Vibration is manual or mechanical stimulation intended to move soft tissue in a rhythmic fashion to soothe or distract the nervous system.

Soft Tissue Release (STR) is a massage technique which combines pressure & passive movement in order to cause the nervous system to relax and release muscle fibres which may have been shortened.

Stress is anything which causes a perceived threatened reaction in our body or mind.  Positive stress can help us perform better e.g. adrenaline heightens our senses OR negative prolonged stress can contribute to a pattern of worry or panic.

Neuromuscular Technique (NMT) is a massage technique most used in Sports Massage to break down a knot/work on a trigger point.  It is essentially a compression of the soft tissue against a bone or bony protrusion ALWAYS working within the client’s pain scale of 7/10 or 8/10. When the client takes a deep breath at this point, the nervous system may then release.

Muscle Tone is used to refer to the degree of tension or contraction in muscle fibres, giving the overall shape or definition to the muscle.  Muscles may be hypotonic or hypertonic…..too loose or too tight/tense.

Percussion is a massage technique which is extra stimulating.  The therapist uses fast, brisk, maybe loud movements with his/her hands intending to wake up the nervous system, and re-energise an area.  Sometimes the effect on the skin can be mottled.

Petrissage is a massage technique which may follow effleurage.  It is a stimulating action involving the manipulation of muscle, skin and fascia.  Smaller areas are worked in twisting, turning bending movements to encourage the soft tissue to release stickiness, and break down tension built up unnecessarily between layers of muscles and fascia.  Due to the effect on the nervous system, it may not be as soothing or relaxing as effleurage in areas of adhesion or scar tissue.  The therapist may use forearms to apply bending and gliding torque in areas where it is suitable.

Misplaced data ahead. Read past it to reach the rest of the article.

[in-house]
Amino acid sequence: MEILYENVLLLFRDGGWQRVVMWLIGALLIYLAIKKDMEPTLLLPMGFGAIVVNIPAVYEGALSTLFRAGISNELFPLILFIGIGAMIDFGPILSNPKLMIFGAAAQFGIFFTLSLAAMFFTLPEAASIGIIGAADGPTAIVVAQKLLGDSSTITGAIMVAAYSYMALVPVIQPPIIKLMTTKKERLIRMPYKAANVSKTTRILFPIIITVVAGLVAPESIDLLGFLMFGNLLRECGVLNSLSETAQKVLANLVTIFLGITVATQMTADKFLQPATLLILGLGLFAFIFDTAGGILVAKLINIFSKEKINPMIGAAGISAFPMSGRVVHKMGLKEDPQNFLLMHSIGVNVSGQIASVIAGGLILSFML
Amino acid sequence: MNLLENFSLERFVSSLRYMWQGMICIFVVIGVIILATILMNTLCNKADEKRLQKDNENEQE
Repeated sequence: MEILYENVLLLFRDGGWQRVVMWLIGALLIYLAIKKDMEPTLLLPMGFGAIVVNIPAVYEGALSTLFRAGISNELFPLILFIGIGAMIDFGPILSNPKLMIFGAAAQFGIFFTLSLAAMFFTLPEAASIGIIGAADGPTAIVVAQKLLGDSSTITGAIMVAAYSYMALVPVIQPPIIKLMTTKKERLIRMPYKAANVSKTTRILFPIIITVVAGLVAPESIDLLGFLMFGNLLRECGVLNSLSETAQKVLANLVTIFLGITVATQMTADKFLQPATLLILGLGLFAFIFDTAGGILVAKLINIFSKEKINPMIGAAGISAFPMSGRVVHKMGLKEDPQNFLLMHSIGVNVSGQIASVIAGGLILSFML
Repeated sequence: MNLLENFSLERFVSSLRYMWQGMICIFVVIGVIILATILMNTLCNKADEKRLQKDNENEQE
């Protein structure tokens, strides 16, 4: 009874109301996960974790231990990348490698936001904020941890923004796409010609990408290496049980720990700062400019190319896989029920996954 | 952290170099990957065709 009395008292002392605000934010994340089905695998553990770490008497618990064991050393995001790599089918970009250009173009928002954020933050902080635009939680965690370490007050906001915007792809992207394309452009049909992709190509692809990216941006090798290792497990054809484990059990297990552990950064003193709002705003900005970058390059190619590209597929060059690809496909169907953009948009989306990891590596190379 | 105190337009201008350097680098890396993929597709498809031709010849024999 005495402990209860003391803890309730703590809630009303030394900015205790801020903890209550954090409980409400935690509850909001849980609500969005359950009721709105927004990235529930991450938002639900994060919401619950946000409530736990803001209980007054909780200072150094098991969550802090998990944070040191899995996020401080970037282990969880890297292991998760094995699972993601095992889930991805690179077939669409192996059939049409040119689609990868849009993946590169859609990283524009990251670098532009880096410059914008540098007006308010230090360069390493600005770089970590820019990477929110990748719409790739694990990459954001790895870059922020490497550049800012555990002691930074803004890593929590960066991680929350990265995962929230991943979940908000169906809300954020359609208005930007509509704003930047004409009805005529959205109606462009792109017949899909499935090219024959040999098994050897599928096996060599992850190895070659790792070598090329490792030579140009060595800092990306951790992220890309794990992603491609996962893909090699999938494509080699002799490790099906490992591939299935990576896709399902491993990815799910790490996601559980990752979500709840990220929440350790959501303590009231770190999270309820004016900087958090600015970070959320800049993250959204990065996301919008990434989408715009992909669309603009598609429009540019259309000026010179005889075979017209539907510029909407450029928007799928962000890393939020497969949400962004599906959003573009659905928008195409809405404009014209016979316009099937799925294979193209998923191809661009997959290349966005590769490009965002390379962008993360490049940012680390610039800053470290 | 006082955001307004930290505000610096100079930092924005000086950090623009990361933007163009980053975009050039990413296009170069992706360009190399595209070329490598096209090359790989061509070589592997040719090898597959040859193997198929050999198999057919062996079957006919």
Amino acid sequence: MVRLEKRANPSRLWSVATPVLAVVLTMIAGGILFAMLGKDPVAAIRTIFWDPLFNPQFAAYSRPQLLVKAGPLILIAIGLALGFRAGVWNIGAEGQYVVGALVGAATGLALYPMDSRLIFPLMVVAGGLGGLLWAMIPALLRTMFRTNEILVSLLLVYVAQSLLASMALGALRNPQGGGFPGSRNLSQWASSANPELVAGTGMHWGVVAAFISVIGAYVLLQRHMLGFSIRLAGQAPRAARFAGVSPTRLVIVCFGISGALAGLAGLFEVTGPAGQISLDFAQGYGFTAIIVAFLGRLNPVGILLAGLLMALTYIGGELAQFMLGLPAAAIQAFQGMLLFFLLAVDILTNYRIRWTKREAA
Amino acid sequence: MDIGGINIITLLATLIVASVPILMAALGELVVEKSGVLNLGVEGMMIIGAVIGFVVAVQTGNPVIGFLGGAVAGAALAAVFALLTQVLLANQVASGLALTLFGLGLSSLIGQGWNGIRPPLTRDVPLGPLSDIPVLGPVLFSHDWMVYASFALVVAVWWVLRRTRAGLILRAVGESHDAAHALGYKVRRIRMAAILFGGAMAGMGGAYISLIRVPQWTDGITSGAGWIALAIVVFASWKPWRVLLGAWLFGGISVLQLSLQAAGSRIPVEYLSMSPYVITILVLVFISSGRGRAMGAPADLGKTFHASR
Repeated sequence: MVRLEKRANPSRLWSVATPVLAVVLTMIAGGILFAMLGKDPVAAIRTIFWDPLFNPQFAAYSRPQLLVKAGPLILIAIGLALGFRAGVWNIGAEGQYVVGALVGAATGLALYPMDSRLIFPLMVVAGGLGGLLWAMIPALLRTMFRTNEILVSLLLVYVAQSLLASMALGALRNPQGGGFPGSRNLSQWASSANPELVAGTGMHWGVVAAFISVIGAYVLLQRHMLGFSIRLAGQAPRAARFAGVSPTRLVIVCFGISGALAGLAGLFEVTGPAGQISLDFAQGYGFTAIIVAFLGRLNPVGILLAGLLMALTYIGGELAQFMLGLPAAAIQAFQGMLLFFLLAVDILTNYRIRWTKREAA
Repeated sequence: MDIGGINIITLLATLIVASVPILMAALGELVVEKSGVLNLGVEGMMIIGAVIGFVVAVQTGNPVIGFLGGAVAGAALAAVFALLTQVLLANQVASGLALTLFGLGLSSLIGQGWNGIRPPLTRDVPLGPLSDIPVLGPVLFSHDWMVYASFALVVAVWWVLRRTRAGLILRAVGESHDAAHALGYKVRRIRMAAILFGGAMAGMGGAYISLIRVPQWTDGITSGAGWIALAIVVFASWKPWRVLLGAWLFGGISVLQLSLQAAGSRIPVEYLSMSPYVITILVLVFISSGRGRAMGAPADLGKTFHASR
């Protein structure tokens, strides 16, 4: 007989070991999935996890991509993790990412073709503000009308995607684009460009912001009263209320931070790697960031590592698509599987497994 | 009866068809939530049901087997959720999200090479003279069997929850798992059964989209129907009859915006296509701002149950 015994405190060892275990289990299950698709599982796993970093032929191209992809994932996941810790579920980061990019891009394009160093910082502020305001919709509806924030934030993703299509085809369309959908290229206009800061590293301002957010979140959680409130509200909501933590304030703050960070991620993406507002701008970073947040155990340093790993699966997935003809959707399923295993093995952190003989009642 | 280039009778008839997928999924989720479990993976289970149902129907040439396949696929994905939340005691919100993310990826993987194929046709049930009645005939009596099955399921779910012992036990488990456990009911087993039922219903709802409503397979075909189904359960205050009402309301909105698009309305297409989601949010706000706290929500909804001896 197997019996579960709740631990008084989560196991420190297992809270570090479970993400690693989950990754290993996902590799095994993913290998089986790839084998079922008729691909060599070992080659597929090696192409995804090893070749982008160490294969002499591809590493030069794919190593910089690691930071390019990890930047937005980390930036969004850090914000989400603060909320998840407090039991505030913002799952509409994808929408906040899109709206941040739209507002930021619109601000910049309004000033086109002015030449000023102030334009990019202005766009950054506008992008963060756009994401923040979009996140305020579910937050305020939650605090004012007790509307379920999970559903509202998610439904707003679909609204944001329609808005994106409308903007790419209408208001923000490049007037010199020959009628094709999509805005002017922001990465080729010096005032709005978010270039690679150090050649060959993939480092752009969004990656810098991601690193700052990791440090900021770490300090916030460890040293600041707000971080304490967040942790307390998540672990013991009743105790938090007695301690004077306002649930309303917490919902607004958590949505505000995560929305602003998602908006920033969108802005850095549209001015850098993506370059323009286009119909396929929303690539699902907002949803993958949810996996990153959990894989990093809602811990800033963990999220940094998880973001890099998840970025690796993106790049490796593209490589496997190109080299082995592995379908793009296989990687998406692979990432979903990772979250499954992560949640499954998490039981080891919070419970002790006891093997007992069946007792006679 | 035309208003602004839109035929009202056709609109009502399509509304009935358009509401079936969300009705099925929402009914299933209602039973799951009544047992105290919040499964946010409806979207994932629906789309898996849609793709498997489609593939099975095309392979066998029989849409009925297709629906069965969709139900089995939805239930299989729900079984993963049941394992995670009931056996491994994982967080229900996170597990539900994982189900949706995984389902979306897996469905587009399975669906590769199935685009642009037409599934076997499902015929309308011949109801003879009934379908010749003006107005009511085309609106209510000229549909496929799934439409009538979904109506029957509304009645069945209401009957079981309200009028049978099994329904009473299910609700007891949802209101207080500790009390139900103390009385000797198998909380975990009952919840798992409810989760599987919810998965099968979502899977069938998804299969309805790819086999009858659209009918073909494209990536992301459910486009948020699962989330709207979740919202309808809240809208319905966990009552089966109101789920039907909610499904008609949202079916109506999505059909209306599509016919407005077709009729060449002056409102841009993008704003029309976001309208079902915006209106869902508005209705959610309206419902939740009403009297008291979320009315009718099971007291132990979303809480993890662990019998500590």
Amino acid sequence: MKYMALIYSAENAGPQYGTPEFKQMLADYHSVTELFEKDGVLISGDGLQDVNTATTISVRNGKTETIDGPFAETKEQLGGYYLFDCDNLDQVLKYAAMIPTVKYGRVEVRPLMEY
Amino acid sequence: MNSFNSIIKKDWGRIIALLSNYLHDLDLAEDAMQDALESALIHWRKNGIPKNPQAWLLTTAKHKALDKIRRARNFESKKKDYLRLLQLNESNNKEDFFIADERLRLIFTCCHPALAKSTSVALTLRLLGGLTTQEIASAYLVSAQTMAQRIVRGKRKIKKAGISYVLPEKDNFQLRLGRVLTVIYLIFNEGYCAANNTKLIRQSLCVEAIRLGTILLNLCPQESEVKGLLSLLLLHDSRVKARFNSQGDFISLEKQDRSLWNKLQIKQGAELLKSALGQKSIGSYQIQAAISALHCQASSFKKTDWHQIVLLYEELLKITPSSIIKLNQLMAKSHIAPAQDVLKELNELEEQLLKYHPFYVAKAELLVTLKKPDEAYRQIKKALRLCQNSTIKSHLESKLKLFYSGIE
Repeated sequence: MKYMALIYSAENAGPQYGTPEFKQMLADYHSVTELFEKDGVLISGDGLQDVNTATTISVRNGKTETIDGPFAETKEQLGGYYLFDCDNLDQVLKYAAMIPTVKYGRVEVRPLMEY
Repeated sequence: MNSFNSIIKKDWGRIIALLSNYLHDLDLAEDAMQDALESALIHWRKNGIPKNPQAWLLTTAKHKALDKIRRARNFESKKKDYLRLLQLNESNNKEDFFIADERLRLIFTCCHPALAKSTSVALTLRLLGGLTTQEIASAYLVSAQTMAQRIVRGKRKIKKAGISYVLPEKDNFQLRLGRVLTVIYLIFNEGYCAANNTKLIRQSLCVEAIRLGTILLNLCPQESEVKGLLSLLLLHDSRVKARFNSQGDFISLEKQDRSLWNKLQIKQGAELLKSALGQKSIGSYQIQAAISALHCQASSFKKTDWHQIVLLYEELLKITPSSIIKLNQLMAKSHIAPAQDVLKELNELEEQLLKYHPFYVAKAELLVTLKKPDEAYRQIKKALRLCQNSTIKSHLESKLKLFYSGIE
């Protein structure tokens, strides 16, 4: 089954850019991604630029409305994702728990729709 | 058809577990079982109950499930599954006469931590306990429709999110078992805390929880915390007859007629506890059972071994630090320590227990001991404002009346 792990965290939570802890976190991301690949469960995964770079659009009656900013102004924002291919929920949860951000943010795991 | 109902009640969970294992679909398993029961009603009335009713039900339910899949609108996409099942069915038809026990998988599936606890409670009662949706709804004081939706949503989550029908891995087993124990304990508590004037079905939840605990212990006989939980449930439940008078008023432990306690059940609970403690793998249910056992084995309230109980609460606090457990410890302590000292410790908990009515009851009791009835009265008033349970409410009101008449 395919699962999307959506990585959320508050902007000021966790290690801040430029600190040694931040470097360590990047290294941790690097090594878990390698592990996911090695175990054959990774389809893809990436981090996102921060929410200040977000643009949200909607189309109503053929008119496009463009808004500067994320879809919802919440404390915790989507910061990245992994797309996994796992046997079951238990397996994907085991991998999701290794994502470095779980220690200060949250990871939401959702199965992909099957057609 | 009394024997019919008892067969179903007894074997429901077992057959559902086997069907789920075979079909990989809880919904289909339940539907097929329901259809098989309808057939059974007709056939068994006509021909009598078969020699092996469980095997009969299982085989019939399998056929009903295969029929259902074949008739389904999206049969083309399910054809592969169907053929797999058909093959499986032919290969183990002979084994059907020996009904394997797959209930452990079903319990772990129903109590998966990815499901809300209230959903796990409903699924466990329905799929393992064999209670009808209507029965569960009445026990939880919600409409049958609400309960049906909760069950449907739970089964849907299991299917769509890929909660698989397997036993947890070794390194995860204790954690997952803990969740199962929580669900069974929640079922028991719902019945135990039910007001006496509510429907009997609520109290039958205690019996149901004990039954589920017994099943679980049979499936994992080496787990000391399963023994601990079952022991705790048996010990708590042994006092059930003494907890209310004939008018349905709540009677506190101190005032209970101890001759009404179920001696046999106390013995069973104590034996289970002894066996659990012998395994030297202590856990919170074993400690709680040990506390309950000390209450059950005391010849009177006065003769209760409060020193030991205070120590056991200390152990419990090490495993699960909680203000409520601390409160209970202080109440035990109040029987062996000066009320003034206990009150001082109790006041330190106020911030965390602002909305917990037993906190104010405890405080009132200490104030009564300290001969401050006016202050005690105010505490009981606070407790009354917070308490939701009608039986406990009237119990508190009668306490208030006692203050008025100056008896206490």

Effleurage is a massage technique performed by the therapist at the beginning of a treatment in a gentle, slow, sweeping movement to warm up an area, and introduce touch to the skin of the client in a non-invasive and non-threatening way.  Large areas are covered in one sweeping movement with oil applied to improve glide and reduce friction.  Blood flow is encouraged superficially to the surface of the skin to warm the soft tissue and prepare the area for deeper work.

Carrier Oil is a neutral oil which may be blended with another oil for aromatherapy.

Contraindication is any reason why the treatment may NOT TAKE PLACE.  Generally this is intended to protect the client from possible adverse reactions from the therapy in question.

This term refers to circumstances when massage is NOT recommended. If in doubt, please consult your doctor.

  • Pregnancy
  • Haemophelia
  • Osteoporosis
  • Dysfunctions of Nervous System
  • Cancer
  • Cardiovascular Conditions

Champissage is a percussion massage technique uses to invigorate & stimulate lymph and blood along the soft tissue.  Generally used towards the end of a Swedish massage to redistribute any Lactic Acid which may be released during the massage.  It is performed in a fast movement with the hands held in a prayer like fashion left then right one hand at a time.